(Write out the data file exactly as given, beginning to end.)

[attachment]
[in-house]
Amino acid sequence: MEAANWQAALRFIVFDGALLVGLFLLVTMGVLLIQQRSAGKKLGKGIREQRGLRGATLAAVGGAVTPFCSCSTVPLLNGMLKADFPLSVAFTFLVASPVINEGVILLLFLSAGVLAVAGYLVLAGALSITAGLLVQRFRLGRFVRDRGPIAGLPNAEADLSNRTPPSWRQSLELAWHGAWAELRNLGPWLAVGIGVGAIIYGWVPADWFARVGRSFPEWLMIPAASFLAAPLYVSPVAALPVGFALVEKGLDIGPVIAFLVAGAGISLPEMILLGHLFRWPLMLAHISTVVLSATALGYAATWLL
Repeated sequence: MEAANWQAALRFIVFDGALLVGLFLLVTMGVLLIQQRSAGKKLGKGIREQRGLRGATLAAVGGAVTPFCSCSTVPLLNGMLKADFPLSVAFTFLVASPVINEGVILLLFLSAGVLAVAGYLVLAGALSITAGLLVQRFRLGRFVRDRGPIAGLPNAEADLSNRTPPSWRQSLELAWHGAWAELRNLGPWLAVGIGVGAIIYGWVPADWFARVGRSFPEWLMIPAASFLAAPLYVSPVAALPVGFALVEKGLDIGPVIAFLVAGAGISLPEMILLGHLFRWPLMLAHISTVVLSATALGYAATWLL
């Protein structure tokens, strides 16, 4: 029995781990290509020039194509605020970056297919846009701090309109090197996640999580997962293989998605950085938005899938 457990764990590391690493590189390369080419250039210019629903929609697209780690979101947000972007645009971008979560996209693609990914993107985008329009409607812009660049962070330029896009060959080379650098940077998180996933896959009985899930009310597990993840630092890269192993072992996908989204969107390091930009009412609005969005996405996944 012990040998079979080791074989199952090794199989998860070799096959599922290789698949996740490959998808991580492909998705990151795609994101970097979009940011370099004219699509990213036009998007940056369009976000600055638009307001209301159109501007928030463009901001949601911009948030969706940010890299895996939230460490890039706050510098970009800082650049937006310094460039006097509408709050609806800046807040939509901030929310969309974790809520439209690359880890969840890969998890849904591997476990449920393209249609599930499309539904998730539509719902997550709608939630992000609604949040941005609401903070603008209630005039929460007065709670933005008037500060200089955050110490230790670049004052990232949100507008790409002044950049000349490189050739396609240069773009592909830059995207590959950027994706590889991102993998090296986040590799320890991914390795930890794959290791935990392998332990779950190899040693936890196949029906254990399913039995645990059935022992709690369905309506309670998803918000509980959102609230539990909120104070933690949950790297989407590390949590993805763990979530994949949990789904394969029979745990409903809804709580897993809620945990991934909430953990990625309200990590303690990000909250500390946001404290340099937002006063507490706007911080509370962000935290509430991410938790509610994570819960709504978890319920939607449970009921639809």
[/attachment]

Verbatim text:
[in-house]
Amino acid sequence: MEAANWQAALRFIVFDGALLVGLFLLVTMGVLLIQQRSAGKKLGKGIREQRGLRGATLAAVGGAVTPFCSCSTVPLLNGMLKADFPLSVAFTFLVASPVINEGVILLLFLSAGVLAVAGYLVLAGALSITAGLLVQRFRLGRFVRDRGPIAGLPNAEADLSNRTPPSWRQSLELAWHGAWAELRNLGPWLAVGIGVGAIIYGWVPADWFARVGRSFPEWLMIPAASFLAAPLYVSPVAALPVGFALVEKGLDIGPVIAFLVAGAGISLPEMILLGHLFRWPLMLAHISTVVLSATALGYAATWLL
Repeated sequence: MEAANWQAALRFIVFDGALLVGLFLLVTMGVLLIQQRSAGKKLGKGIREQRGLRGATLAAVGGAVTPFCSCSTVPLLNGMLKADFPLSVAFTFLVASPVINEGVILLLFLSAGVLAVAGYLVLAGALSITAGLLVQRFRLGRFVRDRGPIAGLPNAEADLSNRTPPSWRQSLELAWHGAWAELRNLGPWLAVGIGVGAIIYGWVPADWFARVGRSFPEWLMIPAASFLAAPLYVSPVAALPVGFALVEKGLDIGPVIAFLVAGAGISLPEMILLGHLFRWPLMLAHISTVVLSATALGYAATWLL
């Protein structure tokens, strides 16, 4: 029995781990290509020039194509605020970056297919846009701090309109090197996640999580997962293989998605950085938005899938 457990764990590391690493590189390369080419250039210019629903929609697209780690979101947000972007645009971008979560996209693609990914993107985008329009409607812009660049962070330029896009060959080379650098940077998180996933896959009985899930009310597990993840630092890269192993072992996908989204969107390091930009009412609005969005996405996944 012990040998079979080791074989199952090794199989998860070799096959599922290789698949996740490959998808991580492909998705990151795609994101970097979009940011370099004219699509990213036009998007940056369009976000600055638009307001209301159109501007928030463009901001949601911009948030969706940010890299895996939230460490890039706050510098970009800082650049937006310094460039006097509408709050609806800046807040939509901030929310969309974790809520439209690359880890969840890969998890849904591997476990449920393209249609599930499309539904998730539509719902997550709608939630992000609604949040941005609401903070603008209630005039929460007065709670933005008037500060200089955050110490230790670049004052990232949100507008790409002044950049000349490189050739396609240069773009592909830059995207590959950027994706590889991102993998090296986040590799320890991914390795930890794959290791935990392998332990779950190899040693936890196949029906254990399913039995645990059935022992709690369905309506309670998803918000509980959102609230539990909120104070933690949950790297989407590390949590993805763990979530994949949990789904394969029979745990409903809804709580897993809620945990991934909430953990990625309200990590303690990000909250500390946001404290340099937002006063507490706007911080509370962000935290509430991410938790509610994570819960709504978890319920939607449970009921639809």